JNNURM has expanded the concept of city improvement beyond roads, flyovers and traffic management with slums moved out of the way, to concerns of sanitation, water, and public transportation, and now even to more fundamental needs and rights of the underserved poor in the cities. The programme has encouraged investments to flow for basic services in cities, particularly for the urban poor. Over 80 per cent of the funds committed have been for projects in water supply, sewerage, drainage, and solid waste management, reflecting the reality that most cities still have significant backlog in the provision of basic urban services to all their residents, especially the poor.
The evaluation reveals, as should be expected in any major new thrust, that there are variations in progress across the country. In the four years since this major programme was launched, some states and cities have progressed further than others towards tangible results. An overall assessment points to the need for more attention to governance reforms and building capabilities in the next stage of the marathon. Devolution of power and responsibilities is necessary from the states to local and metropolitan bodies.
Devolution must be accompanied by a well managed process of building capabilities: for urban planning within the cities; for more professional management of urban services; and, critical to devolution, a real step-up in the management capabilities of ULBs. On these fronts, state governments and ULBs need more support to build the financial and governance capacity needed to sustain the new momentum for creating inclusive and livable cities.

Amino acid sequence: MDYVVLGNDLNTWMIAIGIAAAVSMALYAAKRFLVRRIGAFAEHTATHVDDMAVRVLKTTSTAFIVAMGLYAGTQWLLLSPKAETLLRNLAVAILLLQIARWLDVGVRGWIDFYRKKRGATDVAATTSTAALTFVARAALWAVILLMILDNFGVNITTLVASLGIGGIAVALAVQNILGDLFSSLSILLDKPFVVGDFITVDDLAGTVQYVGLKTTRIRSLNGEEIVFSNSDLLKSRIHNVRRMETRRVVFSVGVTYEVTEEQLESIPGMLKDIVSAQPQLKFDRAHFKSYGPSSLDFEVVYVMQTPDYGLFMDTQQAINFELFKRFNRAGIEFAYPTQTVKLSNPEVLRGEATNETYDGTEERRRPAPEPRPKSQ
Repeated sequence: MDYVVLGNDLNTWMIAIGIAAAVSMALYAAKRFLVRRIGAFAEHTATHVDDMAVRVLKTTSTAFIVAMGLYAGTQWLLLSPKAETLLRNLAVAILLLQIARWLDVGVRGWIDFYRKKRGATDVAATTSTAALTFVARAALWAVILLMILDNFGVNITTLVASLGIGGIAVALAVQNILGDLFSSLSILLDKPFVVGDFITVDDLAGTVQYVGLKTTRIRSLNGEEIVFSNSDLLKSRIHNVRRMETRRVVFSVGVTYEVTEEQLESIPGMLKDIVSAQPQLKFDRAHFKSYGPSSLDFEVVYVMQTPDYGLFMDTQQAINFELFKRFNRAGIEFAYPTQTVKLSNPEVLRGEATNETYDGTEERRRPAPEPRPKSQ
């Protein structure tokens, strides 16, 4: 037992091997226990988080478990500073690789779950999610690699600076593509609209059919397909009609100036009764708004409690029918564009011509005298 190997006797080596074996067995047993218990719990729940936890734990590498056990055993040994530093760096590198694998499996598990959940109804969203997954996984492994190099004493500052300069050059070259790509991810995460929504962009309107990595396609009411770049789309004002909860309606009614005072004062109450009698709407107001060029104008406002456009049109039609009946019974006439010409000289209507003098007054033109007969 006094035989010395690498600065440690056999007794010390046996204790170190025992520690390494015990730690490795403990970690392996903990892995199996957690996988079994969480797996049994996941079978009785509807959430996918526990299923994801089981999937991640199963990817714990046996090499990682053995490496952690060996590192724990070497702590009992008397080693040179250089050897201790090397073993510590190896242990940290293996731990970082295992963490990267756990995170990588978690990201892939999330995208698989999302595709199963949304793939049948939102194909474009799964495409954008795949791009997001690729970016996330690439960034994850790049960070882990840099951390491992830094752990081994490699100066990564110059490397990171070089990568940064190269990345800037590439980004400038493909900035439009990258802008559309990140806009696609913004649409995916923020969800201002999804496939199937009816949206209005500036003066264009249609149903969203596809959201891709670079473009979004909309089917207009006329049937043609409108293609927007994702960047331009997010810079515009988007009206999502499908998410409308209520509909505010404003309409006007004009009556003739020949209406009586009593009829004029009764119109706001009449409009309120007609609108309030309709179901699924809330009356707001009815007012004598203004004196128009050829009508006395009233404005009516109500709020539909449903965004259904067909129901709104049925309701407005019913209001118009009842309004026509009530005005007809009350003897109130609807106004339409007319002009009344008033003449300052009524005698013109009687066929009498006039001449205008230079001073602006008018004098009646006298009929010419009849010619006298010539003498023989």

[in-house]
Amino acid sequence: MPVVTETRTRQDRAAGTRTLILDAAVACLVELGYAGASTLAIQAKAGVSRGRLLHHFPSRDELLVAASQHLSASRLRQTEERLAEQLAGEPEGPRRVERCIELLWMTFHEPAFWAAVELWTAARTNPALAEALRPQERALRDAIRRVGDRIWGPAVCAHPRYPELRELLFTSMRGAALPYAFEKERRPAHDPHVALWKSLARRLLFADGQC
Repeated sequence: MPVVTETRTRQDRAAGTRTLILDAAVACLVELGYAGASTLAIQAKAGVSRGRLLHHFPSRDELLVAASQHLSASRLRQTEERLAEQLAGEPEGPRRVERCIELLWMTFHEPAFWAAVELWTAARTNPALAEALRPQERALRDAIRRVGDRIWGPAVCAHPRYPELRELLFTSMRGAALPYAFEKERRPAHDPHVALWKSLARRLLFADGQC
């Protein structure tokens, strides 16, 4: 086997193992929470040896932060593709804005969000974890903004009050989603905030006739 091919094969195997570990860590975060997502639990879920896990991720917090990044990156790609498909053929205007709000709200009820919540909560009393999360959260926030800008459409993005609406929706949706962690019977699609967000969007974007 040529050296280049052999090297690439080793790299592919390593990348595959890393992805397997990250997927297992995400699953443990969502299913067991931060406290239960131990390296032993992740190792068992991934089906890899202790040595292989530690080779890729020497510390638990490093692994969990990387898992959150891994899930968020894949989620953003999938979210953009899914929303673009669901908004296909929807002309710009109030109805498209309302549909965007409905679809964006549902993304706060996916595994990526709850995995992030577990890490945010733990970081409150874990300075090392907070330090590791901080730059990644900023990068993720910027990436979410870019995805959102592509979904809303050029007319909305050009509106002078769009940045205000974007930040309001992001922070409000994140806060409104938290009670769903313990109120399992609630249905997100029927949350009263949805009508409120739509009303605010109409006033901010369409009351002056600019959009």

Much attention has gone in the first stage to the metros. More attention is required now to smaller towns where urban conglomerations are enlarging. Healthy growth of smaller towns will ease the pressure on metros which are already bursting at their seams. These towns, spread more widely across states, will also spread the benefits of urbanisation and economic growth more widely. This will make economic growth more inclusive and dispersed in line with national objectives.
Finally, the process of ‘change management’ is the key to city renewal. Technically and financially sound schemes to produce ‘world-class’ infrastructure and cities can be drawn up by experts. But they are almost worthless if they cannot be implemented. Obtaining alignment of the stakeholders who will be affected by the changes is essential. This is the key lesson from success stories from several states, including Gujarat, Maharashtra, Andhra Pradesh, and Karnataka. They suggest that good process is as important as good policy. Such successes are founded on systematic involvement of affected citizens, government agencies and private builders and service providers. Therefore a process for finding and disseminating best practices for change management through systematic ‘Public-Private-People’ partnerships must be a strategy for the marathon of urban renewal in India.
The author is Member, Planning Commission